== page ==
Every mature market experiences rising competition that carves off specialized pieces of the leaders’ established footprint. It’s how Southwest, JetBlue and others brought the major traditional airlines to their knees (and bankruptcy). For social networking leaders, the great fracture is upon them. Those of us on the front line are left to pick networks and tools.
Facebook has run away with the race. Twitter, LinkedIn, and a host of smaller social networks have taken their seats behind the leader. Yet as time continues, more and more niche networks like Tumblr, Instagram, shiny object du jour Pinterest, Reddit and others carve off their piece of the pie.
The phenomena of so many social media choices has moved from creating to social media fatigue for the most faithful to full-on overload. Even the most tech savvy people find themselves making tough choices.
Social Media’s Parallel with Cable TV
Television broadcast networks ABC, CBS and NBC once had a similar lock on television programming. Then cable TV became a serious competitor in the 70s. The FCC mandated that cable TV providers have 20 or more channels in 1976, which began the great broadcast fracture. The rest is history with cable systems now offering hundreds of channels, fracturing viewers by every demographic and interest type imaginable.
Like the hundreds of cable TV channels, social media choices overwhelm the digital public. Social content channels attract increasingly narrow demographics, like photographers, HR professionals, women, or people of Scottish descent.
This niche oriented content approach clearly does not fit for every demographic. One size does not fit all. Fantastic niche tools to some, shiny objects to others, new entries from Quora, Empire Avenue, Google+, Klout, Tumblr, Posterous, Instagram and Pinterest have all carved off niche users in recent months and years.
These upstarts fail to capture dominant majorities. A common complaint about Google+ is its testosterone heavy user base. Pinterest suffers the exact opposite gender imbalance, an estrogen fest.
In addition to dividing stakeholders, the many content choices cause less use on main networks. A recent Gartner study showed 24 percent of social media users are using their favorite social network less often. Even more notable, 31 percent of early adopters show signs of fatigue. Some social media wonks refuse to join or participate in new technologies unless they are disruptive. Commenting is also generally down.
Meanwhile ubernetwork Facebook is experiencing a new exodus of people leaving for other less demanding venues or to simply not social network. And on the other hand, Google+ gets new members like hot cakes, but can’t seem to keep them engaged.
Can’t Be All Things
For some reason, I just don’t enjoy Pinterest.
Social media experts dub most of these tools as must have. They spend entire days online mastering the many tools and chatting away online. When questioned, they demand the necessity of their homogenized version of the social web. Yet when pressed they can’t seem to deliver ROI, an unresolved flaw that dogs most experts through the months and years. Meanwhile corporations are overburdened managing scores of corporate social media accounts to no end.
The problem with the common expert’s approach is that it’s Just. Not. True.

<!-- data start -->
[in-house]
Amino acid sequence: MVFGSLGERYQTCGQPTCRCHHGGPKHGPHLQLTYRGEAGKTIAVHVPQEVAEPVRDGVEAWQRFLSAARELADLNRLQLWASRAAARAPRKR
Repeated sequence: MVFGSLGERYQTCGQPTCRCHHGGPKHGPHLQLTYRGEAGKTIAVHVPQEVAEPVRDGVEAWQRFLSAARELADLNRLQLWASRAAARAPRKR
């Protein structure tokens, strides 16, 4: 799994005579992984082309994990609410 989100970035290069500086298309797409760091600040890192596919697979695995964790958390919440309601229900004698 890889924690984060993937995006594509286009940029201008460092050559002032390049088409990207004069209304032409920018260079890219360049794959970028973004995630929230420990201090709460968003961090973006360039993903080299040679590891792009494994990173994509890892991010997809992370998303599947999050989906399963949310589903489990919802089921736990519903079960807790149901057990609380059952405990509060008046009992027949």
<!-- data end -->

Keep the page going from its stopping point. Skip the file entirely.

First, it’s bad marketing to push tools on corporate and nonprofit marketers without understanding their stakeholders. As we have clearly seen the tools are becoming increasingly niche oriented, catering to unique demographics. Second, it’s wrong to expect individuals to use every major social network tool, all of the time.
Personally, I could care less about Empire Avenue, Foursquare, Gowalla, Klout, LinkedIn, Pinterest, Quora, and Tumblr, all tools and networks that have built respectable followings. While I have examined all of these networks and tools for professional reasons, none of them compel me enough to sacrifice free time or reallocate social networking hours. In the case of Empire Avenue, I deleted my account for ethical reasons.
Really there is no more time to give. What needs to happen is a paring back.
When I have expressed disdain for a network or a tool, its advocates have bombarded me with peer pressure about why I needed to be there. I just don’t get it. It’s unreasonable to expect a unilateral amiable review and presence for all social media.
Follow the People
Different stakeholder groups will migrate to preferred networks and tools. This is the way humans use content and media, just like similar people will watch the same TV shows.
If you are a marketer, this means you simply need to follow your stakeholders. As to the shiny object siren song, well, it’s always good to keep an open mind to tools, but you need not heed the false assumption of an omnipresent identity. In reality, your stakeholders have already fractured their media use. Now it’s time to follow them.
And to those who believe we need to be all present. Sorry. Everyone doesn’t have to like the same social media. It doesn’t mean your preferred choices are bad or in poor taste. People just like different things.
That’s what made social media great in the first place. When the blogging revolution ensured it catered to unique subject matter interests that the media couldn’t cover. People with unique and different hobbies and interests suddenly found a smorgasbord of content and conversations to participate in which prior to had not existed. It’s only in the past few years that the homogenization of social media consumption has occurred, in large part to make everything Facebook and Twitter centric.
The era of homogenized social media is over. The great fracture ensues.